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Can't stand sitting in an office anymore. Suggestions?
9 points by revicon on Aug 21, 2009 | hide | past | web | favorite | 13 comments
I've been a web developer and software engineer for 10 years now. It's a blast, and I have outside projects I work on as well. But I've gotten to the point where I can't sit in an office for 8 hours a day anymore. I feel like my world revolves around the office, and I've lost touch with the outside world. Any job suggestions for someone that needs to be up and about and interacting with the rest of the world, but with my job qualifications?

Buy a boat and work there! You can work just like you do in an office, but the experience is so much more fun. The view is great, you can feed some ducks while you think over hard problems, and people love to visit because it's novel, fun and has a taste of freedom. You can sail off and throw an anchor somewhere and have long meetings and brainstorms. It's not as hard or expensive as it sounds.

It only works if you live near some large body of water of course...

You could always buy a boat an live in it in your garden, I know someone doing that.

Quit. Go solo. But first find yourself a single paying customer, and one that is prepared to pay you a bit up front and the rest on delivery.

That way you're out of the office and in and out of everybody elses.

Doing contract jobs for a while is great way to use the same skillset that you already have (job qualifications matter a lot less when you're contracting then when you're being hired for some odd reason).

Your new 'interview' will be the 'pitch', where you sell yourself and what you can do.

Start with offering your services back to your old boss :)

Beware though, there is no safety net, no guaranteed paycheck. It's not for everybody but if you can handle the lack of security and you are somewhat business savvy you'll do fine.

I have the exact same problem and it's driving me nuts. I really love what I do, but I have to force myself to get and walk around with nowhere to go. It just doesn't seem natural.

One of the things I'm examining is a position as a "sales engineer". I would go on the road and help sell, train users, teach, and evangelize the technology. I'd get to program a little (proof on concepts, demos, example apps, etc.) but not sit in an office all day long. Best of both worlds. Stay tuned...

Maybe I'm missing something; if you're in the office 8 hours a day, what are you doing with the other 16 that leaves you feeling out of touch with the outside world?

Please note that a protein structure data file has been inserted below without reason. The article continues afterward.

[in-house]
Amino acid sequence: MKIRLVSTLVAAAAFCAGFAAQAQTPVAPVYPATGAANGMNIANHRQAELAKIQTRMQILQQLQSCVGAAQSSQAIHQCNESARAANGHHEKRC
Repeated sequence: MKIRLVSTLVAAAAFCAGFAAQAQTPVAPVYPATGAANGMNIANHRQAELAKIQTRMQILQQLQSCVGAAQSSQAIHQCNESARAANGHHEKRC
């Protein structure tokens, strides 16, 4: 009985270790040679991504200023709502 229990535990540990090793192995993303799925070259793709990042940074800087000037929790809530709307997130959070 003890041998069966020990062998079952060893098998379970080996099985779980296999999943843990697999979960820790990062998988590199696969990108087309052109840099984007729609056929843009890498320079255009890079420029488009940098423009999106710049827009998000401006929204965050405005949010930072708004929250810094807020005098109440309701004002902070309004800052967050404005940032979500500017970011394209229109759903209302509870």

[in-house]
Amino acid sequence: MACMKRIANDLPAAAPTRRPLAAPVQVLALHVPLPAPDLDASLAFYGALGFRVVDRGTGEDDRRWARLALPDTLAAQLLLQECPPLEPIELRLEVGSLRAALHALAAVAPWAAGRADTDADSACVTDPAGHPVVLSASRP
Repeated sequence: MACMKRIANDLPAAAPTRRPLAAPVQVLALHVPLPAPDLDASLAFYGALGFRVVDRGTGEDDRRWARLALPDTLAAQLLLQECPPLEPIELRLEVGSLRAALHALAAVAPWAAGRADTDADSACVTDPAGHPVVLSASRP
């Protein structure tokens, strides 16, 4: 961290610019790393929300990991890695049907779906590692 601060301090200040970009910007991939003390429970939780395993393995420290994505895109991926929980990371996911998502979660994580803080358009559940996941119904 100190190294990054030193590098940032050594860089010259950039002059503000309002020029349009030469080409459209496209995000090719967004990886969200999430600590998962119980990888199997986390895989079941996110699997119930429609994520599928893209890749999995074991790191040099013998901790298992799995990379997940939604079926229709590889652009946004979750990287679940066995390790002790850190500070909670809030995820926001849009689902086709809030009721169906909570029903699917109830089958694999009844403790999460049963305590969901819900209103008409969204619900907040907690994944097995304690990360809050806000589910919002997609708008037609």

Do it now, you won't regret it.

You already have outside contracts to get you 'ramen profitable'. What are you waiting for?

Try something completely mad if you want to get out and interact with the world. What about moobile web development? Pull up next to the burger van at you local car boot sale, in your Mr. Webby trailer and offer 'By one, get one free' websites. IDK, just an idea.

Love it.

Volunteer a bit of your time to a charity or non-profit. It can be extremely rewarding to give like that, and it might help you feel more connected to the world.

Or, you could ditch your office job all together and find a day-to-day "work" activity that does help you feel more connected to the world.

Can you work from home? At least part of the week? Maybe just come in for meetings?

If you can, then any place with a wireless network can be your office... (a good wireless network anyway).

I'm sure I stole this suggestion from someone else, so if you want credit feel free to take it.

Move to another country and sit in an office there? Ok, sure, you're still in an office, but the novelty of it all will be a good experience.

How about teaching?

Please, please don't go into teaching if it's not something that you feel really driven to do. The education system is full of unmotivated seat warmers just there for the paycheck, and missing the whole point of how crucially important teaching is.

Yes, no one wants bad teachers. But teaching seems like one of those things that you have to actually do in order to know if you could be successful at it. I know quite a few teachers who thought they were passionate about the profession and quickly burned out. Others came to it from other fields after some searching and became good teachers.

While I agree that you shouldn't just pick teaching as your career on a whim, like so many other things in life, sometimes you just gotta try things out to see whether you're good at them and enjoy them. The hard part is moving along when you know you need to.

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